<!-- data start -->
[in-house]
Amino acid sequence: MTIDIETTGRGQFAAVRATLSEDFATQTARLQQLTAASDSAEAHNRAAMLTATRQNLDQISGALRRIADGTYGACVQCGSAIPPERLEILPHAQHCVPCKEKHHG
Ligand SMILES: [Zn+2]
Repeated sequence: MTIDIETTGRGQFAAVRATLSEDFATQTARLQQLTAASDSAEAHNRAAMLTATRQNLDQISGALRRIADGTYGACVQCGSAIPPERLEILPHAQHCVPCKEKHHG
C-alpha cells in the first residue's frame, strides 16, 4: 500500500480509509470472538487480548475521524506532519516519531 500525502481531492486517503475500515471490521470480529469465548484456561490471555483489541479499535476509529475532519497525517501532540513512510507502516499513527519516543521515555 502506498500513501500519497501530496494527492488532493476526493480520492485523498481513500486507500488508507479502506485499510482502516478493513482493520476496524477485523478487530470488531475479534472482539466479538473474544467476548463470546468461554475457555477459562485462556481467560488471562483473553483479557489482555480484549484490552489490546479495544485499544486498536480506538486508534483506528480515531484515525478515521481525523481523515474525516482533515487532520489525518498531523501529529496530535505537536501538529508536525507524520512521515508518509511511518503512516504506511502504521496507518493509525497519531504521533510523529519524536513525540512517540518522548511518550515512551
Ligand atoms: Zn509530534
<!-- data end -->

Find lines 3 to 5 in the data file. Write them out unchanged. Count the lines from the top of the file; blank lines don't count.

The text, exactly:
Ligand SMILES: [Zn+2]
Repeated sequence: MTIDIETTGRGQFAAVRATLSEDFATQTARLQQLTAASDSAEAHNRAAMLTATRQNLDQISGALRRIADGTYGACVQCGSAIPPERLEILPHAQHCVPCKEKHHG
C-alpha cells in the first residue's frame, strides 16, 4: 500500500480509509470472538487480548475521524506532519516519531 500525502481531492486517503475500515471490521470480529469465548484456561490471555483489541479499535476509529475532519497525517501532540513512510507502516499513527519516543521515555 502506498500513501500519497501530496494527492488532493476526493480520492485523498481513500486507500488508507479502506485499510482502516478493513482493520476496524477485523478487530470488531475479534472482539466479538473474544467476548463470546468461554475457555477459562485462556481467560488471562483473553483479557489482555480484549484490552489490546479495544485499544486498536480506538486508534483506528480515531484515525478515521481525523481523515474525516482533515487532520489525518498531523501529529496530535505537536501538529508536525507524520512521515508518509511511518503512516504506511502504521496507518493509525497519531504521533510523529519524536513525540512517540518522548511518550515512551